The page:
Although the utility of pricklypear for use by livestock or wildlife is well illustrated, the plants can vary in their response to fire, depending on species, size, and how soon they are observed after the fire (Bunting et al. 1980). Some researchers found that small cacti are more susceptible to fire damage than the taller plants. Bunting et al. (1980) found that the Engelmann pricklypear (Opuntia engelmannii Salm-Dyck) was resistant to most grass fires unless there was an accumulation of fine fuels greater than 6,000 kg/ha.

Hanselka and Paschal (1991)
concluded that its advantages include reduction of costs of emergency feeding during droughts and winter, lessening of soil erosion on ranges in poor condition, and various wildlife and food and habitat benefits. They also found that it had some disadvantages, including that pricklypear by itself is not a high-quality feed, singeing pricklypear today is an expensive process, “pear-eaters” often result from feeding the plant, total forage production is lessened on pricklypear ranges, and animal health problems can occur. Wright (1972) stated that decadent stands of tobosagrass can easily be made more productive and palatable by burning during a wet spring, which will reduce the numbers of cactus plants. Furthermore, he found that in normal to wet years, two to three times more herbage is produced after burning than in the controls, and during dry years, slightly less herbage is produced than in the control.

In conclusion, pricklypear can be a significant source of forage for livestock after prescribed burning. The palatability and amount of forage supplied and unintended consequences to nontarget species will depend on the length of time after the burn it is consumed and the vegetation composition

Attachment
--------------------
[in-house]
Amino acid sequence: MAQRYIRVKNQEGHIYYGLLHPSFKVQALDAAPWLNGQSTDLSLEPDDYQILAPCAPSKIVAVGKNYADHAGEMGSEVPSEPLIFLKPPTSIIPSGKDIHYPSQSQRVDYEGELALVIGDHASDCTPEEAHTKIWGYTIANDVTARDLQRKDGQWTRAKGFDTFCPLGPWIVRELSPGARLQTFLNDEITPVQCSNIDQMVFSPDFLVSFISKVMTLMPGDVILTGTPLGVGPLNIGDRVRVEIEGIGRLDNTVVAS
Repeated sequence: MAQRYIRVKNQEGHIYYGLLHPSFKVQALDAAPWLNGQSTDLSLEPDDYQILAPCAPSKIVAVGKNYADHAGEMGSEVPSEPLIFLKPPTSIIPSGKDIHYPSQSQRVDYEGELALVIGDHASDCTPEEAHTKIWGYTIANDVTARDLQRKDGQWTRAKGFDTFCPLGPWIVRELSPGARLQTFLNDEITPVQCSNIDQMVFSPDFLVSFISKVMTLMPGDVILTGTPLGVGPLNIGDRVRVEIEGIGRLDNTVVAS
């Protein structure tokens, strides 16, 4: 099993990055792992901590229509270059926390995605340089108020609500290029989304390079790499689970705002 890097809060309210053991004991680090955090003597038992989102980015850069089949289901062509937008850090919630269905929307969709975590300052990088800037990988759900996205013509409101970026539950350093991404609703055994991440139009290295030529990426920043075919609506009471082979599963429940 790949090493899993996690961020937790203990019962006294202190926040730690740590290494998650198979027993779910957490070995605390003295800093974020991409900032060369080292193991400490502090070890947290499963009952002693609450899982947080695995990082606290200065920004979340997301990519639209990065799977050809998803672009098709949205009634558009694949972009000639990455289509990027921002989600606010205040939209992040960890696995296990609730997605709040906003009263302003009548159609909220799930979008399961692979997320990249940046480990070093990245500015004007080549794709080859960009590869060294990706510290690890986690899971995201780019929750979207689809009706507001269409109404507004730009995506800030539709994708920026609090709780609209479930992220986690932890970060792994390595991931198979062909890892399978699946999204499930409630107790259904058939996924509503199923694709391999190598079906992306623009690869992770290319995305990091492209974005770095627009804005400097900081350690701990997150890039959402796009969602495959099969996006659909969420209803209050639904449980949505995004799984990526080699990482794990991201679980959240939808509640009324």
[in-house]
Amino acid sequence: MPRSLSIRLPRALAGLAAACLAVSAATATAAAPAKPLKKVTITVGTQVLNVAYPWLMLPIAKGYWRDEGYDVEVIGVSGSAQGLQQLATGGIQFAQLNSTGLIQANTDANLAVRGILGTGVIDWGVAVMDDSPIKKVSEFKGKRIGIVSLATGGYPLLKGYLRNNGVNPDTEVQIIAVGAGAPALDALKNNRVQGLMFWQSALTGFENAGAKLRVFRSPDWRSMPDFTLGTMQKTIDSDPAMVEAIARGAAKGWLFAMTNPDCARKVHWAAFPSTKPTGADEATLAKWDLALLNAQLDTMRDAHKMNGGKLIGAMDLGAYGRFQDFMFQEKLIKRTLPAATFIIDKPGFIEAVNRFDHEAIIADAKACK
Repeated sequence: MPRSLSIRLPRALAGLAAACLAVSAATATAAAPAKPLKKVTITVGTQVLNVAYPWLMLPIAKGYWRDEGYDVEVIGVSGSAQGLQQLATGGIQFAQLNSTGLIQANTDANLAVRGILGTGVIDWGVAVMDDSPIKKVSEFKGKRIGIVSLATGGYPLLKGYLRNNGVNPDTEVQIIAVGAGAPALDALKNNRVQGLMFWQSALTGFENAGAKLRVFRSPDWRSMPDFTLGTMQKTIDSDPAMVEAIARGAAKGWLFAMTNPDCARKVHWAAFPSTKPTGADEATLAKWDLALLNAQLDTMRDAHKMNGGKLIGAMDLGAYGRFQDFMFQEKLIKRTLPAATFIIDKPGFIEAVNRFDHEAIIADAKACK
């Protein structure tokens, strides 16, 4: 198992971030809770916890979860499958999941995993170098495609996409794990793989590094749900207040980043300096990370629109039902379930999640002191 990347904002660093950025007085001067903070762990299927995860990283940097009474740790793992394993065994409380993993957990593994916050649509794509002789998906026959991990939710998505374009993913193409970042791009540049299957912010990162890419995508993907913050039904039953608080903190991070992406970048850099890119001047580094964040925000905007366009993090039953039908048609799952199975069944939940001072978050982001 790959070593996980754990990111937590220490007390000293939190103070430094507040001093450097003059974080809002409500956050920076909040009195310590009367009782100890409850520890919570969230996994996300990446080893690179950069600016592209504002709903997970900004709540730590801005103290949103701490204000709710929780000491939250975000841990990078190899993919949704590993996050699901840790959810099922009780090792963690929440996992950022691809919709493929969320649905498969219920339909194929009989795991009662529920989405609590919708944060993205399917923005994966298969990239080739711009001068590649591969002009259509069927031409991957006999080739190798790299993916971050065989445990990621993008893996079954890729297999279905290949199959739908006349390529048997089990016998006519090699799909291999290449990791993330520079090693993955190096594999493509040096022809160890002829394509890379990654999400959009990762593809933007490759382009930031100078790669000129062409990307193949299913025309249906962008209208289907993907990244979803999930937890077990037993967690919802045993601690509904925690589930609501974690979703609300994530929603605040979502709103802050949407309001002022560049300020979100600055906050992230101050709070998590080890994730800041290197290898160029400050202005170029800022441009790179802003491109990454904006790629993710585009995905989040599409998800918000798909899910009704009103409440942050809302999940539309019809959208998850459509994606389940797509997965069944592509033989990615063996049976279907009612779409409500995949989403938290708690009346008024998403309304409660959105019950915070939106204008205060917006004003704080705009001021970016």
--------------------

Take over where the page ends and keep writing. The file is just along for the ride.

of the other plants in the plant community.

Literature Cited
Bement, R. E. 1968. Plains
pricklypear: Relation to grazing intensity and blue grama yield on Central Great Plains. Journal of Range Management 21:83–86.

Bunting, S. C., H. A. Wright, and L. F. Neuenschwander. 1980. Long-term effects of fire on cactus in the southern mixed prairie of Texas. Journal of Range Management 33:85–88.

Hanselka, C. W. 1989. Developing prickly pear as a forage resource. Pages 1–9 in Hanselka, C. W., and J. C. Paschal, editors. Developing prickly pear as a forage, fruit, and vegetable resource. Proceedings,14 July 1989, Texas A&I University, Kingsville.

Hanselka, C. W., and J. C. Paschal. 1991. Prickly pear cactus: A Texas rangeland enigma. Rangelands 13(3):109–111.

Hyde, R. M., A. D. Hulett, and H. P. Alley. 1965. Chemical and mechanical control of plains pricklypear in northeastern Wyoming. University of Wyoming, Agricultural Extension Service, Laramie. Circular 185. 10 pp.

Shoop, M. C., E. J. Alford, and
H. F. Mayland. 1977. Plains
pricklypear is a good forage for cattle. Journal of Range Management 30:12–17.
Smith, M. A., J. L. Dodd, J. D. Rodgers, and J. Daniel. 1985. Prescribed burning on Wyoming rangeland. University of Wyoming, Agricultural Extension Service, Laramie. Bulletin 810. 25 pp.

Wright, H. A. 1972. Fire as a tool to manage tobosa grasslands. Proceedings of the Tall Timbers Fire Ecology Conference 12:153–167.

Tom Roberts
Natural Resource Specialist
Bureau of Land Management
National Science and Technology
Denver Federal Center
Building 50, P.O. Box 25047
Denver, CO 80225-0047
Phone: 303-236-0586